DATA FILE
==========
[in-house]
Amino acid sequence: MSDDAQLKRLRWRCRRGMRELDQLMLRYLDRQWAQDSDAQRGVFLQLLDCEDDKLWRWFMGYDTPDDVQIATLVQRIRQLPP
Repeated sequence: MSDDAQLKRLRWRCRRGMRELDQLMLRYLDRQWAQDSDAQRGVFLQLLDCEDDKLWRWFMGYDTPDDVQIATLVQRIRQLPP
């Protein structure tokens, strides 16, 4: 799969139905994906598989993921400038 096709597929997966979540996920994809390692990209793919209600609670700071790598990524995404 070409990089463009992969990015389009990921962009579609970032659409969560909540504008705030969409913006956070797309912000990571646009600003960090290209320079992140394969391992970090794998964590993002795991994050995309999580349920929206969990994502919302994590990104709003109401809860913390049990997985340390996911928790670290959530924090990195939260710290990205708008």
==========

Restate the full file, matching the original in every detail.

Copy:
[in-house]
Amino acid sequence: MSDDAQLKRLRWRCRRGMRELDQLMLRYLDRQWAQDSDAQRGVFLQLLDCEDDKLWRWFMGYDTPDDVQIATLVQRIRQLPP
Repeated sequence: MSDDAQLKRLRWRCRRGMRELDQLMLRYLDRQWAQDSDAQRGVFLQLLDCEDDKLWRWFMGYDTPDDVQIATLVQRIRQLPP
């Protein structure tokens, strides 16, 4: 799969139905994906598989993921400038 096709597929997966979540996920994809390692990209793919209600609670700071790598990524995404 070409990089463009992969990015389009990921962009579609970032659409969560909540504008705030969409913006956070797309912000990571646009600003960090290209320079992140394969391992970090794998964590993002795991994050995309999580349920929206969990994502919302994590990104709003109401809860913390049990997985340390996911928790670290959530924090990195939260710290990205708008």